7 Tips on How to Make the Right Food Choices and Purchase Groceries

7 Tips on How to Make the Right Food Choices and Purchase Groceries

Deciding on a healthy grocery shopping is a great start. However, the problem can arise once you arrive at the store and find that you don’t really know how to choose the right foods. Chips, fries, candies or chocolate bars displaying all colours will probably end up in the basket again. Instead of the joy of making the right choice, you’ll probably be caught up in remorse and a sense of shame when you see the pile of sweets and processed foods on the checkout belt.

Don’t worry, you’re not the only one still in the dark when shopping. In order for everything to go well next time, we have prepared seven simple tips that will make your food choices easier. Thanks to these, you will learn to read labels, choose the right foods, and in addition, you will discover a system that will not leave you with a quantity of uneaten food at home.

1. Keep order in the pantry

If you want to shop efficiently and always have healthy food at hand, it is essential to start by putting in order your pantry, fridge, freezer and all the shelves where you store food. During this general clean up, get rid of everything that is already past its expiry date and not suitable for consumption. At the same time, you’ll also get an overview of what you have at home, so you won’t purchase more pasta, even if you still have 5 packs from 2010 in the back of your pantry.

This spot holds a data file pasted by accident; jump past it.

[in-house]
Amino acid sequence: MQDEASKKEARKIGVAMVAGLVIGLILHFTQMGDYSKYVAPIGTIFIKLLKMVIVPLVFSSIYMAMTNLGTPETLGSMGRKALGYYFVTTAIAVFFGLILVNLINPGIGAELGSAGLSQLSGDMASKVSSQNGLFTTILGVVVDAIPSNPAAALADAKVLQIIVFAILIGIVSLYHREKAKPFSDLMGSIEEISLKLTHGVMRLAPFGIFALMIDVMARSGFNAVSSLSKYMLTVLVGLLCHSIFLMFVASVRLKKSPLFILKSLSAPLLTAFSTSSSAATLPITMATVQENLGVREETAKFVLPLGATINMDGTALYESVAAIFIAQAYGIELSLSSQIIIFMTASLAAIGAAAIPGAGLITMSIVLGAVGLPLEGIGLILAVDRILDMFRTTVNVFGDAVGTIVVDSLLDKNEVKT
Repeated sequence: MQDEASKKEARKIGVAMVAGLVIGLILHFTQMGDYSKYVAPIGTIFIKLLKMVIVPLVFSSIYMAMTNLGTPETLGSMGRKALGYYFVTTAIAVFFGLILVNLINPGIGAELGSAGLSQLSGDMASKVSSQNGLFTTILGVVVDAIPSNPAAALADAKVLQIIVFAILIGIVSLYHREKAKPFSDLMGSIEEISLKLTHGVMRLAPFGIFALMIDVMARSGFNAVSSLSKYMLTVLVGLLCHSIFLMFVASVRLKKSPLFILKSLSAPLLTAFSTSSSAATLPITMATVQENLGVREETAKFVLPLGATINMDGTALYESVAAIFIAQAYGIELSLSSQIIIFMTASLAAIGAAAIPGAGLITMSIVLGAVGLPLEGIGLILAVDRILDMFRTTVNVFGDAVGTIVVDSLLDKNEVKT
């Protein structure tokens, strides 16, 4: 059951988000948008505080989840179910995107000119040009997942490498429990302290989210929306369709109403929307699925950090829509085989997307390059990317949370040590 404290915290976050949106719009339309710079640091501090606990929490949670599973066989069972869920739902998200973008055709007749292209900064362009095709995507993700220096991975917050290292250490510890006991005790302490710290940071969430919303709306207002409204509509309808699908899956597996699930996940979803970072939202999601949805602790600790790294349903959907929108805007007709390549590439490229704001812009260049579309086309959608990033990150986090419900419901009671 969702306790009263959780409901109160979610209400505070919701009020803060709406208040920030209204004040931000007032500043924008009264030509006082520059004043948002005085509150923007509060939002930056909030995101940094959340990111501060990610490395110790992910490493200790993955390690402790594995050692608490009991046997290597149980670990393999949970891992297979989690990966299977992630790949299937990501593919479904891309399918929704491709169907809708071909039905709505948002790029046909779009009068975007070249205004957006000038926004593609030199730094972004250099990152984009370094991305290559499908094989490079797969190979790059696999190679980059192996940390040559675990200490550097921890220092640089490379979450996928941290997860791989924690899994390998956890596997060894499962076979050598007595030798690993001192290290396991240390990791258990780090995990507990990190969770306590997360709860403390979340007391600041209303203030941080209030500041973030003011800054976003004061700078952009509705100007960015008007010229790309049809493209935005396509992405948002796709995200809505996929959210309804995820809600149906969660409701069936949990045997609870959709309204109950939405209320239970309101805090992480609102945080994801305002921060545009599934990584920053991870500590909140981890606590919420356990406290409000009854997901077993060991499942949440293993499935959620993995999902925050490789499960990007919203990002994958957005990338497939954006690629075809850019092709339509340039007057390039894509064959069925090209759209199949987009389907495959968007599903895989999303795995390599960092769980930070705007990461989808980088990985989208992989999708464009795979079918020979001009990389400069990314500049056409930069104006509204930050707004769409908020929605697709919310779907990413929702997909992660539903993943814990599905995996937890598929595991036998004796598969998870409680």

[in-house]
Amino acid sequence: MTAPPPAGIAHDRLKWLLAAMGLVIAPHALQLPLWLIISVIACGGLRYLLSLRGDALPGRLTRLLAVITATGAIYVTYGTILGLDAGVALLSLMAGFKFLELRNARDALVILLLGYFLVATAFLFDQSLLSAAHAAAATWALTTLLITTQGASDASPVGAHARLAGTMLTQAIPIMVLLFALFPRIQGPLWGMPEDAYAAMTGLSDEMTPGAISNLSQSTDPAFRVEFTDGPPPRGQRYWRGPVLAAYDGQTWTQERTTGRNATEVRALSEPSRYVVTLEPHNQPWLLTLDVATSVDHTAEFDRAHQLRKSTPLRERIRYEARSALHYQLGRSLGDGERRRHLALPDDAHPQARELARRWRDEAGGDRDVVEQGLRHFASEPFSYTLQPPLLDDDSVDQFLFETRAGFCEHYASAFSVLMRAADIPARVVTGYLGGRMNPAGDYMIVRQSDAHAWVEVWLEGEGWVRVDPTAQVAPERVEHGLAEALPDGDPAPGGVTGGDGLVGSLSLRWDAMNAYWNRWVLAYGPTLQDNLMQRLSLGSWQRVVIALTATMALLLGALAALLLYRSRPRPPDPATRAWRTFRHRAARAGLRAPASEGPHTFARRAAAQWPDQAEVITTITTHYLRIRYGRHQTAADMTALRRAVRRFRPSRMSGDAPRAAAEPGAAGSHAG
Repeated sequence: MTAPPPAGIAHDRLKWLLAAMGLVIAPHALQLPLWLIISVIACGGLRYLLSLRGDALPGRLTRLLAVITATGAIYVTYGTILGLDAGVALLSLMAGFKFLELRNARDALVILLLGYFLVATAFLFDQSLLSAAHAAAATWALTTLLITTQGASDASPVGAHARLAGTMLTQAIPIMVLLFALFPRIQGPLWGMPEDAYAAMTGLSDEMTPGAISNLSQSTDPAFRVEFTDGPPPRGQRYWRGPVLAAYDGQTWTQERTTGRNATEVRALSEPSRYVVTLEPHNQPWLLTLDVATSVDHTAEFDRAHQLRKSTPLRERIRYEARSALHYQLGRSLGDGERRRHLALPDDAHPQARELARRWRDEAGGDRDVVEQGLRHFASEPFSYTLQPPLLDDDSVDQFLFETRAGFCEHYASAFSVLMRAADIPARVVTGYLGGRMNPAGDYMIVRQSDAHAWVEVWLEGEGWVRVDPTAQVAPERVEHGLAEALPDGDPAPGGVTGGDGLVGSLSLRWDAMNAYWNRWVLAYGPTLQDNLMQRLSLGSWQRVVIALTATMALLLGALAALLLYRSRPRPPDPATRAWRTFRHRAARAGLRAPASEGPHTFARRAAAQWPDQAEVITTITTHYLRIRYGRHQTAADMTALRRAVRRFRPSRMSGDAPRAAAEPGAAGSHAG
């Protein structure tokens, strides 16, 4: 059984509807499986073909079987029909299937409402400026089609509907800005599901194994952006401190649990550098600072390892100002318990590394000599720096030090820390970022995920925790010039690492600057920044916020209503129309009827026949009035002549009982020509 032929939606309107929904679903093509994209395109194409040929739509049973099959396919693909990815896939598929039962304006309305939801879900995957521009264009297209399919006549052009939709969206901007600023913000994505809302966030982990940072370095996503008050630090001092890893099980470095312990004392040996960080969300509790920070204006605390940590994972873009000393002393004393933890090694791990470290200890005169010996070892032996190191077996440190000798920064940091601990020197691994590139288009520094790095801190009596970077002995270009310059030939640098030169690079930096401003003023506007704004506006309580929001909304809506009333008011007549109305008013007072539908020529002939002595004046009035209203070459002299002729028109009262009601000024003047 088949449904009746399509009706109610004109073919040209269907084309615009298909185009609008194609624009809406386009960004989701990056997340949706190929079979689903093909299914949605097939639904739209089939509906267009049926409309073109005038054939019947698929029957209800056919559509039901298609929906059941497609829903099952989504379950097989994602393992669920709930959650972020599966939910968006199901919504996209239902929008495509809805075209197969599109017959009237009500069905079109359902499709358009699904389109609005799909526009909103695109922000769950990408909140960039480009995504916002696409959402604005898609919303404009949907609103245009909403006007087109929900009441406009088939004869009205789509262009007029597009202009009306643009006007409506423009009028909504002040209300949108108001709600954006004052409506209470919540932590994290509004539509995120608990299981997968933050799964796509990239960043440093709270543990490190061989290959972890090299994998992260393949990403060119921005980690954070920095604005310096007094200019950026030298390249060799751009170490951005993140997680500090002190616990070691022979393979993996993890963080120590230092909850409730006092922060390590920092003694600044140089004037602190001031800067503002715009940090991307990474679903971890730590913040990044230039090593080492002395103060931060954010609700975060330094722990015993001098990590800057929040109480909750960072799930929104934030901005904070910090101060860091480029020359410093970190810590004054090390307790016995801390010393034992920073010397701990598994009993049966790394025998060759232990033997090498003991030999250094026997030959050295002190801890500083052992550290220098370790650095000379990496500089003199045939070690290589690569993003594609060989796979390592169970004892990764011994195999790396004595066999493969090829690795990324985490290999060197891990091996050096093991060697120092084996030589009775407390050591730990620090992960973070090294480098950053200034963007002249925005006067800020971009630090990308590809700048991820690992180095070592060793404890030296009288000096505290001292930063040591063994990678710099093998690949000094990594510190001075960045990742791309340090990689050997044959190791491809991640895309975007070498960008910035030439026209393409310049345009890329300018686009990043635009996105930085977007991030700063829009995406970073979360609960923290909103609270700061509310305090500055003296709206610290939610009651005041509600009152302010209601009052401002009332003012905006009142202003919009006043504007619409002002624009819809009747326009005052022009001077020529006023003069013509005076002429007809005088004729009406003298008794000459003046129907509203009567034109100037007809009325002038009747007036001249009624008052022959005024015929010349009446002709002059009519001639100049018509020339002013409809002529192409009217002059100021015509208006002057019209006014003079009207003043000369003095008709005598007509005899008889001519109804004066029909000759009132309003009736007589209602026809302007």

It is up to you whether you prefer storing food in its original packaging or glass jars. However, always put certain types of food together (for example peas, lentils and other legumes) so that you have something to choose from when cooking. Choose a similar system in the fridge. There’s no reason for yogurt to be on all the shelves. When sorting, remember that people most often reach for food at eye level. Chips, sweets and such goodies are therefore to be placed somewhere off to the side, so that you do not see them at all when looking into the pantry.

Create separate compartments in the fridge for:

  • dairy products
  • ham, meat, meat substitutes such as tofu and the like
  • fresh fruit and vegetables
  • foods that have a longer shelf life (mustard, jams, preserves, canned foods)
  • cooked food or baked buns, which must be eaten as soon as possible

Create separate compartments in the pantry for:

  • side dishes, grains/cereals and legumes
  • canned foods, preserves, oil, vinegar 
  • seasonings (wasabi, soy sauce, flavdrops, syrups) and other essential cooking ingredients
  • potatoes, onions, garlic and other fruit or vegetables
  • fresh and non – perishable baked goods